After 20 years of Welsh Labour running education in Wales, GCSE results in Wales are going backwards with the results for this year being worse than the summer of 2007. Analysts are predicting that education spending in Wales is to fall back to 2006 levels and a major Welsh employer has raised concerns that the level of skills are adequate to meet demand of the business in the future without lowering standards.The Welsh Conservatives are expressing concern that Key Stage 2 and 3 results have also dropped for the first time since 2007, which could lead to standards falling back to levels last seen a decade ago.The 2019 GCSE results saw 62.4% of students, sitting Wales-only qualifications, getting A*-C grades. These results are better than the 2018 GCSE results but is a drop of nearly 1 per cent compared to the same qualifications taken back in 2007 when A*-C passes stood at 63%.Further analysis shows that the proportion of A*-A grades dropped by 0.1 per cent to 18.4% from 2018 and, despite substantial reforms, grades in key GCSEs have also dropped for 16 year olds.Results show that:
- Maths A*-C for 16 year olds has dropped by 1.6 per cent
- English language A*-C for 16 year olds fell by 4.1 per cent, English literature for 16 year olds by 4.8 per cent
- And A*-C for Welsh, as a second language, saw a reduction of 11.7 per cent for all ages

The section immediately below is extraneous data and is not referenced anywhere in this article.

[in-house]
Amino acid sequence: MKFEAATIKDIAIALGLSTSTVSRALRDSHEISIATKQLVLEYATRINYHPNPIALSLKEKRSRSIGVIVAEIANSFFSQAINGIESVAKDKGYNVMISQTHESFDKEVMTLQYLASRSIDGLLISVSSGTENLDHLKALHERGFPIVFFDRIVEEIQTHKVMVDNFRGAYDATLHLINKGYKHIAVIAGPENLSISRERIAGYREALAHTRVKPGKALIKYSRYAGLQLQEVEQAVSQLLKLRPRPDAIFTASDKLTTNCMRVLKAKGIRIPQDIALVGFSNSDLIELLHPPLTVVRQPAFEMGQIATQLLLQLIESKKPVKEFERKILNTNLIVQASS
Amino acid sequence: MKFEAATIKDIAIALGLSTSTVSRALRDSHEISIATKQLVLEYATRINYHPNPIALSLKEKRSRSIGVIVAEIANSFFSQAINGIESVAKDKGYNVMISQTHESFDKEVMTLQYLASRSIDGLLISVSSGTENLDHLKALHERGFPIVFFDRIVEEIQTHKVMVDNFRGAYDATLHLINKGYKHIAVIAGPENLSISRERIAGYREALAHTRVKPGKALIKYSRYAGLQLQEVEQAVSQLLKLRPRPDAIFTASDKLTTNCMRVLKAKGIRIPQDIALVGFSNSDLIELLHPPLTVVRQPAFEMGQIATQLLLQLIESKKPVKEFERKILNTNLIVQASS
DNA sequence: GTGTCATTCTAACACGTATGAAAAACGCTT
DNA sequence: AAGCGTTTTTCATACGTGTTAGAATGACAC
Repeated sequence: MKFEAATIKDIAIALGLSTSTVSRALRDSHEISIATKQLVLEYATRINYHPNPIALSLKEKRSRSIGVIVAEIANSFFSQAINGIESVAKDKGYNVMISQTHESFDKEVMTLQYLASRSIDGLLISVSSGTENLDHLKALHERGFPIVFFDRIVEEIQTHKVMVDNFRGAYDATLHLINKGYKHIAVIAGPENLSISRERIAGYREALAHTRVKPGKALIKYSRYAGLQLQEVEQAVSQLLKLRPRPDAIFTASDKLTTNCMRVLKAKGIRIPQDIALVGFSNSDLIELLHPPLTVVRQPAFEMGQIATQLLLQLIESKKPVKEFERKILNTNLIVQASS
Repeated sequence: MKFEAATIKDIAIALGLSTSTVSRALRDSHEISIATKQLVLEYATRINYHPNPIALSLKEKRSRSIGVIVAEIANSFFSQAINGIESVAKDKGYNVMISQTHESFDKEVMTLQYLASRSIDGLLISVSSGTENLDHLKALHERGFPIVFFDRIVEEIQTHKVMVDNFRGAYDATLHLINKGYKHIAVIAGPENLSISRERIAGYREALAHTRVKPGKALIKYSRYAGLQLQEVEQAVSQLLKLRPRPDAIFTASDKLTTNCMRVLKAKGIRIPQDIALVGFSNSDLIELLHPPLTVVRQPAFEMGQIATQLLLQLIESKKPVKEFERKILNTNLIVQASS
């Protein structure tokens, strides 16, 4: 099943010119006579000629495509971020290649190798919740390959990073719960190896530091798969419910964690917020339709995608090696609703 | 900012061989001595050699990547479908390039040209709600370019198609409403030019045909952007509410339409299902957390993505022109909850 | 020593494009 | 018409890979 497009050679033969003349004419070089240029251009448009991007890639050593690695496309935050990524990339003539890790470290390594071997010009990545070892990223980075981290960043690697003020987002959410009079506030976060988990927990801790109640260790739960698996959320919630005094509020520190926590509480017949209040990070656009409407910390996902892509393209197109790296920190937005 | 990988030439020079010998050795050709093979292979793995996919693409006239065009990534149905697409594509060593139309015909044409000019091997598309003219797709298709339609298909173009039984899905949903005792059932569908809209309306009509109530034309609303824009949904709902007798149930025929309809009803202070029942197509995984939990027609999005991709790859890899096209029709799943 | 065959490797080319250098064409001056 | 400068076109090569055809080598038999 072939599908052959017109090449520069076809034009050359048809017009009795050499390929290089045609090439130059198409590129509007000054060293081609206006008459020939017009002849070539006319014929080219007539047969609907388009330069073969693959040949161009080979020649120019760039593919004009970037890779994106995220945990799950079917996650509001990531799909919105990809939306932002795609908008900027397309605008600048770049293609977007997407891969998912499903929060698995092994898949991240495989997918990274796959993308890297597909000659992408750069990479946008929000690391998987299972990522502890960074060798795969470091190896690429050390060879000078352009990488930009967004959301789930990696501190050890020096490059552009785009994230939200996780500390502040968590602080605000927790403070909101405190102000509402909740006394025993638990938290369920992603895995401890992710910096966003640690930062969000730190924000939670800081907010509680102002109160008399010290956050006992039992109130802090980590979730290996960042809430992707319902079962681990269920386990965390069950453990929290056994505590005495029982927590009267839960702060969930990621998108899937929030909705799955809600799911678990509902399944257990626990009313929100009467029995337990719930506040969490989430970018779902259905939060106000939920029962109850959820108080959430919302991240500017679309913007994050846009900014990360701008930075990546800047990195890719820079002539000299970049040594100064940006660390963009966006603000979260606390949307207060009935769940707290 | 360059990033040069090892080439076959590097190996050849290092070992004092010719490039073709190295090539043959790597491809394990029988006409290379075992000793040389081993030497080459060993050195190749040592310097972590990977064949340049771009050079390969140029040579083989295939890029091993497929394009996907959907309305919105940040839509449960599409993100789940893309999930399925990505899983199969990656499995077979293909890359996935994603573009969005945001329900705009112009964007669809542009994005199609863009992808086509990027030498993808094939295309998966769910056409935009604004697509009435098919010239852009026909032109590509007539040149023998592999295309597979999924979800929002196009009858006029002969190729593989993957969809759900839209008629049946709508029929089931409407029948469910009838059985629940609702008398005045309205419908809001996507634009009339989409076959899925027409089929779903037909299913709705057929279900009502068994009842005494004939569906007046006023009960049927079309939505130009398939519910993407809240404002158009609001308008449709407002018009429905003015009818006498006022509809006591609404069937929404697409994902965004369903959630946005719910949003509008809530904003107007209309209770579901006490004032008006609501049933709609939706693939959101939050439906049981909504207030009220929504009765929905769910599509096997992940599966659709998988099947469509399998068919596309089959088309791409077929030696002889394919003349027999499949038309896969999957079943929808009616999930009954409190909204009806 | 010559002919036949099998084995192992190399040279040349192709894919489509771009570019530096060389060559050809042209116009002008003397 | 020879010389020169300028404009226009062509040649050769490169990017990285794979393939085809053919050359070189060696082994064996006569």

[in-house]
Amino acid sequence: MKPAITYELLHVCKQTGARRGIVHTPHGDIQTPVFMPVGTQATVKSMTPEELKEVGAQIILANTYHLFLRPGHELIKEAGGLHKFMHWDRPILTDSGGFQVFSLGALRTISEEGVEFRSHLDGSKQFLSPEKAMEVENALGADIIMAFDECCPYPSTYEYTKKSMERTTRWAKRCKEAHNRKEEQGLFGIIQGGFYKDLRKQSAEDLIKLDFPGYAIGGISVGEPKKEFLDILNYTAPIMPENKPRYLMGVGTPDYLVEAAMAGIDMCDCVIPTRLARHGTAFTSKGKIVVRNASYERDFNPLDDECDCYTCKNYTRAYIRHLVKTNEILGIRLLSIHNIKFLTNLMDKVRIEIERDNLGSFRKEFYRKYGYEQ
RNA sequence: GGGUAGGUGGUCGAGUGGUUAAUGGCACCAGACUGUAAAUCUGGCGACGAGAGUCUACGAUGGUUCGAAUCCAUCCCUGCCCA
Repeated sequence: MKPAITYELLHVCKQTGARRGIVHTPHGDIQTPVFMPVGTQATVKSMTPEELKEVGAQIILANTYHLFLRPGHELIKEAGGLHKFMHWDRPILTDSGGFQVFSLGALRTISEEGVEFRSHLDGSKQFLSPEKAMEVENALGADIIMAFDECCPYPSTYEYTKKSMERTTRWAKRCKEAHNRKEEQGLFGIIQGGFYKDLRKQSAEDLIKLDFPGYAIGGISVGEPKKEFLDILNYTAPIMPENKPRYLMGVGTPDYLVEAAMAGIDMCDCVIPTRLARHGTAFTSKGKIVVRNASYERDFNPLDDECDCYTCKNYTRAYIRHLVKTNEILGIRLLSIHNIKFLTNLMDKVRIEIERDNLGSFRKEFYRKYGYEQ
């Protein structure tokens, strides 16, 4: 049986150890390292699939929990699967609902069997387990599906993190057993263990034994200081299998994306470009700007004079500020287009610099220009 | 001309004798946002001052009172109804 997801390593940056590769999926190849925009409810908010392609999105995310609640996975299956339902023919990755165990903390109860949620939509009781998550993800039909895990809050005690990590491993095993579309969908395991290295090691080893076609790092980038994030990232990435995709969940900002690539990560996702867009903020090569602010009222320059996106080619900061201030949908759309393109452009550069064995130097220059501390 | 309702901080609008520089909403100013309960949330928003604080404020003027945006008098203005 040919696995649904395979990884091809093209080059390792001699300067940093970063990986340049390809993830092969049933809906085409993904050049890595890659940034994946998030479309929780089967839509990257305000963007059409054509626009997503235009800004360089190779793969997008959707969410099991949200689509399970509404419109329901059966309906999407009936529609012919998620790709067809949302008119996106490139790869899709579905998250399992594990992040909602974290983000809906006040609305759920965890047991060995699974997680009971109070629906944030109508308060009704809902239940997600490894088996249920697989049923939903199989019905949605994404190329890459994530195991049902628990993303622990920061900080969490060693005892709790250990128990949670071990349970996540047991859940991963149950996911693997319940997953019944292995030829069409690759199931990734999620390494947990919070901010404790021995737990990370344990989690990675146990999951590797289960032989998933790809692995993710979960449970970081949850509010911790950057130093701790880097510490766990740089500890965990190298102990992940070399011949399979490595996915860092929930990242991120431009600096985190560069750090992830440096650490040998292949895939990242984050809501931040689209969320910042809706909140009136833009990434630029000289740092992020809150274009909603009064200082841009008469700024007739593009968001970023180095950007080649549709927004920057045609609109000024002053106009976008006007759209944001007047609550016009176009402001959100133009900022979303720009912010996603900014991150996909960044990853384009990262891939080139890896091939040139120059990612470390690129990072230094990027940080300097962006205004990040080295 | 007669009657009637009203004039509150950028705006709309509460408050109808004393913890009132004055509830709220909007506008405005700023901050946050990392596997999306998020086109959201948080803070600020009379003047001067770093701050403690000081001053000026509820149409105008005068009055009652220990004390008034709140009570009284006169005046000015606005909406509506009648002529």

There is a concern that these results are linked to the underfunding of students in Wales by the Welsh Labour Government. Figures from NASUWT Cymru, the teachers’ union, show a gap in funding of £645 per pupil between pupils in Wales and England. In April, Siebieta Economics of Education also warned that, without further spending commitments, spending per pupil could fall to a level last seen in 2006-07.This gap is likely to widen as the UK Conservative Government is investing nearly £14 billion over the next three years in education in England, ensuring that this money goes directly to primary and secondly schools. Because of this extra funding the Welsh Labour Government will receive an extra £1.24 billion over the next three years in the Welsh block grant, however it is up to Welsh Labour how this money is spent.Leading the Welsh Conservative opposition debate, Welsh Conservative Shadow Education Minister, Suzy Davies AM, said:“Only this week a major employer in Wales has spoken to us about their concerns on ensuring that the level of skills are adequate enough to meet demand in the future without the business having to lower their standards. This is not the fault of the students or the parents, but the fault lies with the Welsh Labour Government who have abandoned our young people for a decade, and now the sole Lib Dem in the Assembly as the Welsh Government Education Minister.“Exams are not easy and it’s fantastic that our young people are achieving and are being rewarded for their hard-work but they are being let down by the Welsh Labour Government.“As NASUWT Cymru has highlighted, for years pupils in Wales have been underfunded by this Labour-led Welsh Government by the tune of £645 per pupil compared to young people across the border. It is a shocking that under Welsh Labour the funding for our schools next year is being predicted to go back to spending levels not seen for a decade.“Instead of tackling the issues in our Welsh education system that have been failing our young people, for 20 years Welsh Labour have laid the blame elsewhere. The increase in funding from the UK Conservatives Government can help to right this wrong and so the Welsh Government need to ensure this money goes directly to schools, to improve standards and to ensure that our young people can succeed and be a part of the brighter future for Wales.”You may also be interested in Alun Cairns: UK Government completes £790m ‘Whole of Wales’ City and Growth Deal programme
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